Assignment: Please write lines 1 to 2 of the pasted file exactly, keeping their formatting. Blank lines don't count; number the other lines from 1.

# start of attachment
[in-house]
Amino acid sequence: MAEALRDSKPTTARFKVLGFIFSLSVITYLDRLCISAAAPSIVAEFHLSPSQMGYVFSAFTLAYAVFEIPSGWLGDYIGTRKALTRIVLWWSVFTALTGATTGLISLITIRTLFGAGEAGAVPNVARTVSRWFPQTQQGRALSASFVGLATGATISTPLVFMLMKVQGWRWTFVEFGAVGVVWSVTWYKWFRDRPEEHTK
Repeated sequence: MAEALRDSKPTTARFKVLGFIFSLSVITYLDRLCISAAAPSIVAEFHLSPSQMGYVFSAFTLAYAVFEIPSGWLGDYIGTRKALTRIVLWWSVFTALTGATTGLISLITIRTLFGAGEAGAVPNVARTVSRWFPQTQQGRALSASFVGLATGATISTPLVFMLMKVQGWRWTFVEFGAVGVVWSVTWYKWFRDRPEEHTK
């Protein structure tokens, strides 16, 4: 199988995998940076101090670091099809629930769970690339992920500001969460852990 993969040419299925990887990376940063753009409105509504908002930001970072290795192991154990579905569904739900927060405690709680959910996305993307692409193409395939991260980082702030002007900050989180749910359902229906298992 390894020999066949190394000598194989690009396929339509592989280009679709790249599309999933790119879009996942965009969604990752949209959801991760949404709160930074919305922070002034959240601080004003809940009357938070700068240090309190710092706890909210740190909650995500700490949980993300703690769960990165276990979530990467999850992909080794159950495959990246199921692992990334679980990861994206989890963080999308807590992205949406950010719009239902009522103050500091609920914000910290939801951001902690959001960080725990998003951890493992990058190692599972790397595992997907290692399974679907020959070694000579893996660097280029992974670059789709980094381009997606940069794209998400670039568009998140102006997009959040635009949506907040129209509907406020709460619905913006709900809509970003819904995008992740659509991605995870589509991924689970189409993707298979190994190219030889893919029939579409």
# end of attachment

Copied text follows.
[in-house]
Amino acid sequence: MAEALRDSKPTTARFKVLGFIFSLSVITYLDRLCISAAAPSIVAEFHLSPSQMGYVFSAFTLAYAVFEIPSGWLGDYIGTRKALTRIVLWWSVFTALTGATTGLISLITIRTLFGAGEAGAVPNVARTVSRWFPQTQQGRALSASFVGLATGATISTPLVFMLMKVQGWRWTFVEFGAVGVVWSVTWYKWFRDRPEEHTK